Automated Temperature Guidance Based on Three-Month Seasons

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  • 1 Techniques Development Laboratory, Systems Development Office, National Weather Service, NOAA, Silver Spring, Md. 20910
  • | 2 Systems Development Office, National Weather Service, NOAA, Silver Spring, Md. 20910
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Abstract

For the last few years the National Weather Service has been producing centralized guidance forecasts of calendar day maximum and minimum temperatures by applying multiple regression equations derived statistically from numerical model output. At fist the equations were developed from a six-month stratification of the numerical forecasts, but later we were able to stratify the dependent data into three-month seasons. At the same time we added a number of new potential predictors. These two changes increased the skill of the automated guidance. Here we discuss the dependent data statistics for the three-month season equations and compare their forecasts with those made by the older six-month equations. Finally, we present verification statistics on the objective guidance for the fall and winter seasons from August 1973 to February 1976.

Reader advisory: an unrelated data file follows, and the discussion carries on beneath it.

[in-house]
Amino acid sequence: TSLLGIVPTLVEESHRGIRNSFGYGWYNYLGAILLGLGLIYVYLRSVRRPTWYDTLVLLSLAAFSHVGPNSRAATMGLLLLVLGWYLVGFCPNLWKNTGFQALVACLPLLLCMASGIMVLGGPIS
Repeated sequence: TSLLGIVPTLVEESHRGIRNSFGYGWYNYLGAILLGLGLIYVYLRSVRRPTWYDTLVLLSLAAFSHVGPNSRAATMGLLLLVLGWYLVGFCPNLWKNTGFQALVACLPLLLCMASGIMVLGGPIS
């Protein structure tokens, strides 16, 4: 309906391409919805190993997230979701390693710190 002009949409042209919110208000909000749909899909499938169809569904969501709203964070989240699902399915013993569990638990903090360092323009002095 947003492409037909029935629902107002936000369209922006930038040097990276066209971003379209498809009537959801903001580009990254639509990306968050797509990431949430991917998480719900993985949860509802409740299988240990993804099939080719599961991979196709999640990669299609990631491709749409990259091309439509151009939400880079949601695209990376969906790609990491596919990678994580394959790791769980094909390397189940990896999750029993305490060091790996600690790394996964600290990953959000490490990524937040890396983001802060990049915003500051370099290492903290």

Abstract

For the last few years the National Weather Service has been producing centralized guidance forecasts of calendar day maximum and minimum temperatures by applying multiple regression equations derived statistically from numerical model output. At fist the equations were developed from a six-month stratification of the numerical forecasts, but later we were able to stratify the dependent data into three-month seasons. At the same time we added a number of new potential predictors. These two changes increased the skill of the automated guidance. Here we discuss the dependent data statistics for the three-month season equations and compare their forecasts with those made by the older six-month equations. Finally, we present verification statistics on the objective guidance for the fall and winter seasons from August 1973 to February 1976.

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